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As I understand them, these frameworks all enable gui components to be created using java (with all its benefits) without having to do lots of html/javascript.

As well as considering the technical factors, I am also interested to hear if any are gaining popularity fast. Is a particular framework is becoming the leader of the pack, this will also effect the decision.

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What skills do you have now? –  user1249 Jan 27 '11 at 22:09

4 Answers 4

up vote 7 down vote accepted

1.) Have a look at Matt Raible's comparison chart and then as he advises - take a hefty grain of salt to go with it. In particular have a look at the different types of requirements (functional and non-functional) that he measures. Which of those are more important to you?

2.) Pick 2-3 that seem to fit your requirements best and prototype some pages/UI/Ux/workflow with those. Probably spend 2-3 days on each as a minimum (1 week if you can get away with it)

Then decide :)

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slideshare.net/mraible/comparing-jvm-web-frameworks slide 21. Very interesting, and I'd certainly echo the need for salt - e.g. GWT can be run on top of SpringMVC or Grails - but not a bad starting point. –  Alison Dec 10 '10 at 10:39
    
@Alison - thanks for the link, I was just looking back for it :) –  Martijn Verburg Dec 10 '10 at 10:44
    
I think the main point I took from it is that there are actually a number of serious contenders for general web frameworks. Not sure how relevant to the question this is though - is it really about Java AJAX component libraries? –  Alison Dec 10 '10 at 10:55
    
@Alison I think it's more focused towards Java web frameworks that use Java to auto-magically create the HTML/CSS/Javascript UI, so GWT etc fit that bill, but not others. Separate Java AJAX component libraries that do sit on top of some of those other web frameworks would be a useful answer as well I think! –  Martijn Verburg Dec 10 '10 at 11:20

Consider JSF 2 with facelets. If nothing else, as it is in Java EE 6, and hence is 1) well-specified and 2) will be available and maintained for a VERY long time.

Unless you want to be an active pioneer, this might be quite good enough.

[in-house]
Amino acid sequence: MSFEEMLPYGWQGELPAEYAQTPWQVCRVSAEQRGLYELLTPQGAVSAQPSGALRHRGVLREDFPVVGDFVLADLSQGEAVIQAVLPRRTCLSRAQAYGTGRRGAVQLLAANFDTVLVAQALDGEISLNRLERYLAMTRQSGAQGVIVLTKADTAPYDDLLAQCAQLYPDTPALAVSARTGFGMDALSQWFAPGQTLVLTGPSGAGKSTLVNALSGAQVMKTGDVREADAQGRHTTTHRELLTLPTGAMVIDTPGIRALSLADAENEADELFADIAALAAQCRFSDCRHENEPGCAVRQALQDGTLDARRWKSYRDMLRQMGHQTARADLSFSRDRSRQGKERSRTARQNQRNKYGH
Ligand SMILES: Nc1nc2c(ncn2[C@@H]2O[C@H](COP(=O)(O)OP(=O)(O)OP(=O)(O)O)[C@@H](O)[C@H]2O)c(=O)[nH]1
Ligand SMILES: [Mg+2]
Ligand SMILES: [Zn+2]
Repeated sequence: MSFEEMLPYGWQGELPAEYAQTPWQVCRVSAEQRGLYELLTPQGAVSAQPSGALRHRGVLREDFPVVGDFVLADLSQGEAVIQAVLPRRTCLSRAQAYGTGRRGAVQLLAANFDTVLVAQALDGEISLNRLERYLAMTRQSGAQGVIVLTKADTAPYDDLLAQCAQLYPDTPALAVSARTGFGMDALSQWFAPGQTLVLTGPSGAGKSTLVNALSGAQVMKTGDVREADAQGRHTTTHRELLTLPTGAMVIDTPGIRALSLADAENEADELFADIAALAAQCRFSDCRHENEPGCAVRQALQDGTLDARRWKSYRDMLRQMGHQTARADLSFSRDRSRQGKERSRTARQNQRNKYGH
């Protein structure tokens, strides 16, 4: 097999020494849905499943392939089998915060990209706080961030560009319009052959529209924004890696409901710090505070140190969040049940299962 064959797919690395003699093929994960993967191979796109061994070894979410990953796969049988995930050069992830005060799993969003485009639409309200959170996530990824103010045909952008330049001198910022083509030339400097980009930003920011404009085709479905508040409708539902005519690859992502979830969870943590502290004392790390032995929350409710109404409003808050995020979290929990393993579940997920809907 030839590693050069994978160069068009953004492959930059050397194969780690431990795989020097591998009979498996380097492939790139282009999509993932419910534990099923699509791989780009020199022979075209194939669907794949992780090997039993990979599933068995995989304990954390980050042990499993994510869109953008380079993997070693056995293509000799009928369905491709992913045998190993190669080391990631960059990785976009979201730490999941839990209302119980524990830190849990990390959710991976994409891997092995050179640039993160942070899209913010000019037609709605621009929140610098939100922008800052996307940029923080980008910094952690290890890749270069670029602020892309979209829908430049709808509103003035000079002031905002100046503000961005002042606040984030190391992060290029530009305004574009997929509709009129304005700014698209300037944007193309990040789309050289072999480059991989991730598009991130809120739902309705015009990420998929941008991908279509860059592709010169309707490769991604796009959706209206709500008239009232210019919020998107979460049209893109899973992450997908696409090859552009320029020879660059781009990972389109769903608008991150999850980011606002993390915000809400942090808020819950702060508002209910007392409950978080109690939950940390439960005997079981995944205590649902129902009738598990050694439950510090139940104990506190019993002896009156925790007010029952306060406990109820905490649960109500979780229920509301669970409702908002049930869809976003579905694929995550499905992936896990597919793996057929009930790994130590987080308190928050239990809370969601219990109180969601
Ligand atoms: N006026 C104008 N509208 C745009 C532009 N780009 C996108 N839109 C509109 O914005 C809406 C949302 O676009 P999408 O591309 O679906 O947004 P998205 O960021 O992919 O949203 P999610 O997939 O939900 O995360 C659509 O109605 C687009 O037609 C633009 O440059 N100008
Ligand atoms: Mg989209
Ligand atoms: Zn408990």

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Consider why you want the leader of the pack

If it's because you want to be able to easily hire someone with detailed knowledge of the framework then that a poor reason because your choice should be simple enough for anyone to pick it up quickly using in-house examples and documentation.

If it's because you want a strong community, then any of the named entries on Mr Raibles site (tip of the hat to @Alison for the link) will suffice. A quick Google against any of the names you've provided will illustrate their popularity.

Overall, you want a framework that fits well with the way that you and your team develop code. It should be quick to learn and easy to maintain. You'll be working with it day in day out so you'll need to trial it against your most common use cases and see if the other developers like it.

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they are not java based, they are both javascript. –  NimChimpsky Dec 10 '10 at 13:26
    
@NimChimpsky D'oh. Misread the question. Edited accordingly. –  Gary Rowe Dec 10 '10 at 16:09

The company I work for has today open sourced DomUI, a new Java UI/Application framework I built and designed. It is an AJAX component based framework which makes it very easy to build components and pages. It has a big set of standard components and a metadata discovery layer so that you don't have to repeat "this field is 5 chars long" etc all over the code. Although open-sourced today it has been used for over 2 years by 2 companies to create software. See the details at http://www.domui.org/ (end shameless plug)

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